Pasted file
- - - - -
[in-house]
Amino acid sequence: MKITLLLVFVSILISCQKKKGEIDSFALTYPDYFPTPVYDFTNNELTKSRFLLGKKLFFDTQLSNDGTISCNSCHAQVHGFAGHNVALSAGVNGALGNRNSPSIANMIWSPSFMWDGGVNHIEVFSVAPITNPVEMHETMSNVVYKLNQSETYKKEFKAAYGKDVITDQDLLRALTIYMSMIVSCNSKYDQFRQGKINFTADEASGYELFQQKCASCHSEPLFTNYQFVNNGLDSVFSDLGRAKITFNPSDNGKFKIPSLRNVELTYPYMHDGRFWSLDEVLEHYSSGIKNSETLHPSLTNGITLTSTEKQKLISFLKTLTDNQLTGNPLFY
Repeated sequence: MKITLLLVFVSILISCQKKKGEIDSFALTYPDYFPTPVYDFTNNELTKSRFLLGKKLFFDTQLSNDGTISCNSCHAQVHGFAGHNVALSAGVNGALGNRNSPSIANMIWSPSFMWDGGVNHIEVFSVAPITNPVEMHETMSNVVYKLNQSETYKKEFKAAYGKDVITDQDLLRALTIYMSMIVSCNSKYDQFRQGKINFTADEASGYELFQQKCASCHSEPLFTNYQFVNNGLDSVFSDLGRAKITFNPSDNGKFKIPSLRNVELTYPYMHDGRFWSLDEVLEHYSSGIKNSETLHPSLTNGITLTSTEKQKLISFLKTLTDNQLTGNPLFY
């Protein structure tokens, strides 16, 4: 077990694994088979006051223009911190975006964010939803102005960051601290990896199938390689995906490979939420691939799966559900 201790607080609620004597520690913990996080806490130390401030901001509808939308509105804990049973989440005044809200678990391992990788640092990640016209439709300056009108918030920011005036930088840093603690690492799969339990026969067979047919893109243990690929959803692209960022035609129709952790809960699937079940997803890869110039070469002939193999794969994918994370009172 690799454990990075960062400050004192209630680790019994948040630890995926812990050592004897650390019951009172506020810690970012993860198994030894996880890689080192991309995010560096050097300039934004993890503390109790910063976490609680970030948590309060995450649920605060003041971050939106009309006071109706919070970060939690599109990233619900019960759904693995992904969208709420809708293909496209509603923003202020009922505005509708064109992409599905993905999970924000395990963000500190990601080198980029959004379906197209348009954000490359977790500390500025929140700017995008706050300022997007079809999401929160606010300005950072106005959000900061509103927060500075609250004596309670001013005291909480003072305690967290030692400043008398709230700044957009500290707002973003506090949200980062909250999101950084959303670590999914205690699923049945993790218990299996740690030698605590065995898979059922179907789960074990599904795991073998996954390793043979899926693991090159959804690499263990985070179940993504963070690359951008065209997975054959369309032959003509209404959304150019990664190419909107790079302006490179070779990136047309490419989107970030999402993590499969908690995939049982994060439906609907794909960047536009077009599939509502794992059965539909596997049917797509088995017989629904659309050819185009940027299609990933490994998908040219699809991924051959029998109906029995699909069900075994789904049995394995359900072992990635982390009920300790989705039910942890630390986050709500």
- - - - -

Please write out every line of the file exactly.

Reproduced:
[in-house]
Amino acid sequence: MKITLLLVFVSILISCQKKKGEIDSFALTYPDYFPTPVYDFTNNELTKSRFLLGKKLFFDTQLSNDGTISCNSCHAQVHGFAGHNVALSAGVNGALGNRNSPSIANMIWSPSFMWDGGVNHIEVFSVAPITNPVEMHETMSNVVYKLNQSETYKKEFKAAYGKDVITDQDLLRALTIYMSMIVSCNSKYDQFRQGKINFTADEASGYELFQQKCASCHSEPLFTNYQFVNNGLDSVFSDLGRAKITFNPSDNGKFKIPSLRNVELTYPYMHDGRFWSLDEVLEHYSSGIKNSETLHPSLTNGITLTSTEKQKLISFLKTLTDNQLTGNPLFY
Repeated sequence: MKITLLLVFVSILISCQKKKGEIDSFALTYPDYFPTPVYDFTNNELTKSRFLLGKKLFFDTQLSNDGTISCNSCHAQVHGFAGHNVALSAGVNGALGNRNSPSIANMIWSPSFMWDGGVNHIEVFSVAPITNPVEMHETMSNVVYKLNQSETYKKEFKAAYGKDVITDQDLLRALTIYMSMIVSCNSKYDQFRQGKINFTADEASGYELFQQKCASCHSEPLFTNYQFVNNGLDSVFSDLGRAKITFNPSDNGKFKIPSLRNVELTYPYMHDGRFWSLDEVLEHYSSGIKNSETLHPSLTNGITLTSTEKQKLISFLKTLTDNQLTGNPLFY
């Protein structure tokens, strides 16, 4: 077990694994088979006051223009911190975006964010939803102005960051601290990896199938390689995906490979939420691939799966559900 201790607080609620004597520690913990996080806490130390401030901001509808939308509105804990049973989440005044809200678990391992990788640092990640016209439709300056009108918030920011005036930088840093603690690492799969339990026969067979047919893109243990690929959803692209960022035609129709952790809960699937079940997803890869110039070469002939193999794969994918994370009172 690799454990990075960062400050004192209630680790019994948040630890995926812990050592004897650390019951009172506020810690970012993860198994030894996880890689080192991309995010560096050097300039934004993890503390109790910063976490609680970030948590309060995450649920605060003041971050939106009309006071109706919070970060939690599109990233619900019960759904693995992904969208709420809708293909496209509603923003202020009922505005509708064109992409599905993905999970924000395990963000500190990601080198980029959004379906197209348009954000490359977790500390500025929140700017995008706050300022997007079809999401929160606010300005950072106005959000900061509103927060500075609250004596309670001013005291909480003072305690967290030692400043008398709230700044957009500290707002973003506090949200980062909250999101950084959303670590999914205690699923049945993790218990299996740690030698605590065995898979059922179907789960074990599904795991073998996954390793043979899926693991090159959804690499263990985070179940993504963070690359951008065209997975054959369309032959003509209404959304150019990664190419909107790079302006490179070779990136047309490419989107970030999402993590499969908690995939049982994060439906609907794909960047536009077009599939509502794992059965539909596997049917797509088995017989629904659309050819185009940027299609990933490994998908040219699809991924051959029998109906029995699909069900075994789904049995394995359900072992990635982390009920300790989705039910942890630390986050709500």